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public api in a sub package

Dear All

I am having a problem with exporting a public  api with the right package loading code

specifically I have something like the following in setup.py


ext_modules = [Extension("yy.xx",  ['yy.xx.pyx'],
                         define_macros = [('CPLUSPLUS', '1') ,
                                          ('USE_CDS_NAMESPACE', '1') ,
                                          ('OLD_ENSEMBLE_INTERFACE',old_ensemble_interface)],

                         language="c++",
                         extra_compile_args=extra_compile_args,
                         extra_link_args=extra_link_args,
                         include_dirs=include_dirs)]

setup(
    package_dir = {'yy':''},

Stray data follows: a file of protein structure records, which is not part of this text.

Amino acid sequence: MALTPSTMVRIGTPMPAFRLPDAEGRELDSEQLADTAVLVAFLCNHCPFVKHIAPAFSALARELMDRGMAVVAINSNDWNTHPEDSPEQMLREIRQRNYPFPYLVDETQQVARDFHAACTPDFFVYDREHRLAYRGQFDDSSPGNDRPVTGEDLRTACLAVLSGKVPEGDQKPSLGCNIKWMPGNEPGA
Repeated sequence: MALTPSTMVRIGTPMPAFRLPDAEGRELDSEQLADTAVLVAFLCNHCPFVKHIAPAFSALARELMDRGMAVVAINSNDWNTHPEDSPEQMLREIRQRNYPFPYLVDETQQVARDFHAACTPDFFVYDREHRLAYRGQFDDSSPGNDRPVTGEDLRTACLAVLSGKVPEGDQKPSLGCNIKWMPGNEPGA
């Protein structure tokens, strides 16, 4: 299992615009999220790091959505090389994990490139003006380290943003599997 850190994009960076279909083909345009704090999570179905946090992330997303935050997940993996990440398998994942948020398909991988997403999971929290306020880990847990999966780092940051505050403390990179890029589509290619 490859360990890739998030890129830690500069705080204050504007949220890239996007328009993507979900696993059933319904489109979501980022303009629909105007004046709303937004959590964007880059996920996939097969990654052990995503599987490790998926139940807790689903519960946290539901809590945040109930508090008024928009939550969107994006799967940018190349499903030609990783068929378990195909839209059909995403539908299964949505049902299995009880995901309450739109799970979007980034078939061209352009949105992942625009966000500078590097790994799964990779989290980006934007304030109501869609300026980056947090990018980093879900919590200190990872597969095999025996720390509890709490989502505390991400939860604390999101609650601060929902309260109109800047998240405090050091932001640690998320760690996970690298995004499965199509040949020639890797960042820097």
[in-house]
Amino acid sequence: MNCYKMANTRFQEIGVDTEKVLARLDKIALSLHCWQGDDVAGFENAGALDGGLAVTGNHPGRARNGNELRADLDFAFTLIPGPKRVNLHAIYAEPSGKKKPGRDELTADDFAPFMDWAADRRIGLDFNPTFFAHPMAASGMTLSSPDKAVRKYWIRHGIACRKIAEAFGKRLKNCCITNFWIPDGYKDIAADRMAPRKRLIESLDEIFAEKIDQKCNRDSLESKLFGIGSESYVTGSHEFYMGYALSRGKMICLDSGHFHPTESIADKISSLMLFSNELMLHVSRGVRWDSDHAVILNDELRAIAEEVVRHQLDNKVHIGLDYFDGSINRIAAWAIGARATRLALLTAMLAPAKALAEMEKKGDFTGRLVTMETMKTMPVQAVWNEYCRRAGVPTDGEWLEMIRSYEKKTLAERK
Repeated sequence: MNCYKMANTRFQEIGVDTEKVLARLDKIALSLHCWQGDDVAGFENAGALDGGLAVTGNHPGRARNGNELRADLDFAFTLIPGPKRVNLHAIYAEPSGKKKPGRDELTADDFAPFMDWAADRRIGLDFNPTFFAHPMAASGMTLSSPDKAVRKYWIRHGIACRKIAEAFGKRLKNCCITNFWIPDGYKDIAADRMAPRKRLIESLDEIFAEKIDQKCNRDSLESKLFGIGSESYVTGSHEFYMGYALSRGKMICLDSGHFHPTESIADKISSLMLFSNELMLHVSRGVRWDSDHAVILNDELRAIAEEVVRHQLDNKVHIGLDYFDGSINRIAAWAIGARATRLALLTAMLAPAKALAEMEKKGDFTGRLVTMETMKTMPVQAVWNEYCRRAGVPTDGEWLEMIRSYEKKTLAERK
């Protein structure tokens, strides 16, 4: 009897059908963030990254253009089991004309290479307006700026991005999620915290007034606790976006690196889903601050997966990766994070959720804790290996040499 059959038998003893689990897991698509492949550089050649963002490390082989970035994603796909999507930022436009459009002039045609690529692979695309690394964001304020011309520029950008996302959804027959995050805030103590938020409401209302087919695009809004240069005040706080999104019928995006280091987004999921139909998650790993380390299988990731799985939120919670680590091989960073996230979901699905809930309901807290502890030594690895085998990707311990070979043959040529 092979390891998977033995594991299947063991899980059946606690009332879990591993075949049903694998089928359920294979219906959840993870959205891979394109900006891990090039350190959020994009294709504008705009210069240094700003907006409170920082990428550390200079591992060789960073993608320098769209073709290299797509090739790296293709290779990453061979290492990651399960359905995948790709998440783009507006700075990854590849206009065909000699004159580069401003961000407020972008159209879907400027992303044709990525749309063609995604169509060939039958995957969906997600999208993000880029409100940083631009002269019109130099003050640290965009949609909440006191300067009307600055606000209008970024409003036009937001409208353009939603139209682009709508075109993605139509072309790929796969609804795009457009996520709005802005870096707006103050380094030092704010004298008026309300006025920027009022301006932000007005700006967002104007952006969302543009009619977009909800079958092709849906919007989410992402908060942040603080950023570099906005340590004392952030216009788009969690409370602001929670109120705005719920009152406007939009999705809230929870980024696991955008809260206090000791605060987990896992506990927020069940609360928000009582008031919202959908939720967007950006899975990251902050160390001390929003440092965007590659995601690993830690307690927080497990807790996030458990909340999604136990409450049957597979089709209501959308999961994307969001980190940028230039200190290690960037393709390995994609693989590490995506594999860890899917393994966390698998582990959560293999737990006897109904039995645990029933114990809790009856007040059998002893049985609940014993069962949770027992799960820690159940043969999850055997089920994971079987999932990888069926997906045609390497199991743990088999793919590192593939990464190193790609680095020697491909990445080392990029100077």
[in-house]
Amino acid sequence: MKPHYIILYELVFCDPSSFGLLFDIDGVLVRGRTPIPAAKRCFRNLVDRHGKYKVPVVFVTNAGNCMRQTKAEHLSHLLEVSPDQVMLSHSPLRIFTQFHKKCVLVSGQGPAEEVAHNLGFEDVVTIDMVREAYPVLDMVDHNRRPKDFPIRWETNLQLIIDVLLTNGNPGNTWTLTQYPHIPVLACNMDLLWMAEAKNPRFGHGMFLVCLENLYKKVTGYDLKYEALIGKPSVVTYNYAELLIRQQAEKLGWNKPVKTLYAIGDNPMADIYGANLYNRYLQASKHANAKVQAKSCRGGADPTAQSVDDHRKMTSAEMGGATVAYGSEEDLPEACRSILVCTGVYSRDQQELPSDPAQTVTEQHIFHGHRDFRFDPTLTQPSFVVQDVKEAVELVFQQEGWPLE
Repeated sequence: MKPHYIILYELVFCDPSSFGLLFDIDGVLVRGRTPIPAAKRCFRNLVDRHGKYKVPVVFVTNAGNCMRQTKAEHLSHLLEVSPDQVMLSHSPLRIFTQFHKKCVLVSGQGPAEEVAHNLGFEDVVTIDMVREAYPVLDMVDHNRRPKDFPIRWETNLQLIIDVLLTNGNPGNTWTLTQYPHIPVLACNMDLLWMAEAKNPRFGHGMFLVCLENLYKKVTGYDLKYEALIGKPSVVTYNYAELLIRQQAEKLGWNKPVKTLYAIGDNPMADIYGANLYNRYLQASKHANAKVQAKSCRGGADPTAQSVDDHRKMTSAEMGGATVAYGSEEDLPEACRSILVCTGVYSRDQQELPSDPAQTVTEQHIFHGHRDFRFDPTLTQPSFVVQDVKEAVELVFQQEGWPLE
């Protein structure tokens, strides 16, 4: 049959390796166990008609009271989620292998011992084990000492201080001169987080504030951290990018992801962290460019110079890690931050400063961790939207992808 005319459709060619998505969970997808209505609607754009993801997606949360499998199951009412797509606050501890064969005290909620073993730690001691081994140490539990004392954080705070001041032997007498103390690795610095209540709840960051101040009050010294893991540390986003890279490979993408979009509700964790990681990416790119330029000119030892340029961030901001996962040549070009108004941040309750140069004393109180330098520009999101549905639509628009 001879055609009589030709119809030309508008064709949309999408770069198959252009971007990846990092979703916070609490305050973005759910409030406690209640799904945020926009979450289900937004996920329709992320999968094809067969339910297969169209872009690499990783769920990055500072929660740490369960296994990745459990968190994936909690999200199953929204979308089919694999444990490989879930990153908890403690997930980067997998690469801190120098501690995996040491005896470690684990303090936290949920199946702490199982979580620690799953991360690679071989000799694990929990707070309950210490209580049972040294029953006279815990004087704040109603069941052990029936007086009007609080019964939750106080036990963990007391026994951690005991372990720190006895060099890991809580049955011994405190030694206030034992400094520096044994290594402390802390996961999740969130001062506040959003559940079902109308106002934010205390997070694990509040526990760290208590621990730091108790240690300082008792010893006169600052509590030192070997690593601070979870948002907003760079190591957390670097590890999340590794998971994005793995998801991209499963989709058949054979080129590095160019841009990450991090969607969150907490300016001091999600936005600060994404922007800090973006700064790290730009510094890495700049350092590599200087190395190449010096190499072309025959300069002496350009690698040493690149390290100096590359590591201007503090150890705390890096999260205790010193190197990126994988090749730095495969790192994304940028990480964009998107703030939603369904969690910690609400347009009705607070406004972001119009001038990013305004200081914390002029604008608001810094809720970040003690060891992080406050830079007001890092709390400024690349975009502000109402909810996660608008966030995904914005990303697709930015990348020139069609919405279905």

ext_modules=cythonize(ext_modules[0:1]),
    cmdclass = {'build_ext': build_ext},
)


and yy.xx.py has 

cdef public api double zz(object self, int i, ...):

..... some very interesting cython code

now when I do the build everything cython goes in the right pace and looks good (ie we have a yy directory with an xx in it

Howvere, now I expect to have a file called


yy.xx_api.h but I am just getting a file called xx_api.h furthermore inside I get

import_xx() 

not 

import_yy__xx()

could someone tell me what I am doing wrong and how to solve it?

regards

gary






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Abhishek Agrawal | 22 Mar 12:40 2015
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Optimizing generated file size

Hi
I am a newbie to cython and I am working on a project of rewriting a c module to cython. I want to minimize the size of generated c files as much as possible. Is there any blog or documentation link on which can help me. Also if you can tell about new cython features which can make the module run faster, that would be of great help.